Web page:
What Are Some Shocking Highway Crash Statistics For St. Louis?

St. Louis witnesses many car crashes and fatalities every day. Some of these people lose their lives, while others may sustain serious injuries or mental trauma. As a citizen, you must be aware of what’s going on around you and what risk you are exposed to whenever you hit the road. This post talks about auto accidents statistics for St. Louis and what you must do right after an accident.

Highway Crash Statistics For St. Louis:

If you check out different cities and their accident data, St. Louis would certainly be one of the top three places in terms of the number of car crashes, injuries, and deaths every year. Only two other cities — Detroit and Albuquerque are considered worse than St. Louis in the country.

WalletHub, a leading financial outlet, conducted a study recently and found out that St. Louis was the 56th worst city to drive in. Some of the important factors that it took into consideration include the number of car accidents, cost of owning a car, cost of car maintenance, infrastructure for safe driving, and driver’s safety measures.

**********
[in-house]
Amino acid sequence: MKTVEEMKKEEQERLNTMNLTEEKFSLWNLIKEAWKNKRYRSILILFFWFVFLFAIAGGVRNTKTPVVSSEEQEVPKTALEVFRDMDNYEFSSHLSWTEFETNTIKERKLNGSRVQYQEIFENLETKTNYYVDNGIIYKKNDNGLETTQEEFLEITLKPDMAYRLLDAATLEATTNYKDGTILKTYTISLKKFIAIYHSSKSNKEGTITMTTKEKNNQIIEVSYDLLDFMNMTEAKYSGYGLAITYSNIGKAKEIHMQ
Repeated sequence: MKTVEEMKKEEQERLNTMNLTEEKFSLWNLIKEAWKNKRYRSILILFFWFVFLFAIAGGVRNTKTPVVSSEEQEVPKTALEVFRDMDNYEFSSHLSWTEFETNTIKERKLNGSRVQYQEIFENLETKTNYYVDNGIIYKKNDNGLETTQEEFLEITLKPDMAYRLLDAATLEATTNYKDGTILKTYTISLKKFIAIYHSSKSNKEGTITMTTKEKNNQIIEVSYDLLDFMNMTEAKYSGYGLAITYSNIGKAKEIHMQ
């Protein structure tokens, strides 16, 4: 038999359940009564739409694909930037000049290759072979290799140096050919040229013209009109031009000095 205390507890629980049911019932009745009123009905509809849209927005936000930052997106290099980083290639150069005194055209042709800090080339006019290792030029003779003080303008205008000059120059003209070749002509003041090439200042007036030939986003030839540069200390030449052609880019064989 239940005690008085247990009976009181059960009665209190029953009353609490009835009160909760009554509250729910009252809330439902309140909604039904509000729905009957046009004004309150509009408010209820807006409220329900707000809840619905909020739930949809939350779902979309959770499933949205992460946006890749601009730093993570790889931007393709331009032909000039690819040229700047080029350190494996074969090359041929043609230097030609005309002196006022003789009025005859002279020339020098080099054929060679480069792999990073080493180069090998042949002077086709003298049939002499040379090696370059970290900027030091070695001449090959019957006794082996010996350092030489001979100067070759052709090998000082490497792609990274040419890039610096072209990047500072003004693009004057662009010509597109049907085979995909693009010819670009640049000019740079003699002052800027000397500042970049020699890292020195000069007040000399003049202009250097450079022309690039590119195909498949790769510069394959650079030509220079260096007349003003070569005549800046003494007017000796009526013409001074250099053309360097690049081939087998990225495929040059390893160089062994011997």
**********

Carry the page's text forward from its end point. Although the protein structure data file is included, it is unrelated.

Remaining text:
In 2017 alone, St. Louis witnessed more than 57 fatalities from car-accident, a figure that’s 6.15% of the total number of fatalities that took place in Missouri. Besides, a total of 284 cases were reported in the city in the same year in which people sustained serious injuries. This number was 5.84% of the total 4,860 cases that were reported in the entire state. If you check the population data, St. Louis accounts for not more than 4% of the state’s population, which makes these accident cases way worse than they appear on papers.

You cannot change these rising cases, but you can protect yourself against any such incident by knowing what’s the right way to deal with an accident. The first step in this regard is to report the incident to a local police officer, followed by hiring a personal injury lawyer who can help you get enough compensation to cover medical bills, car repair, emotional trauma, job loss, or anything else caused by the accident.

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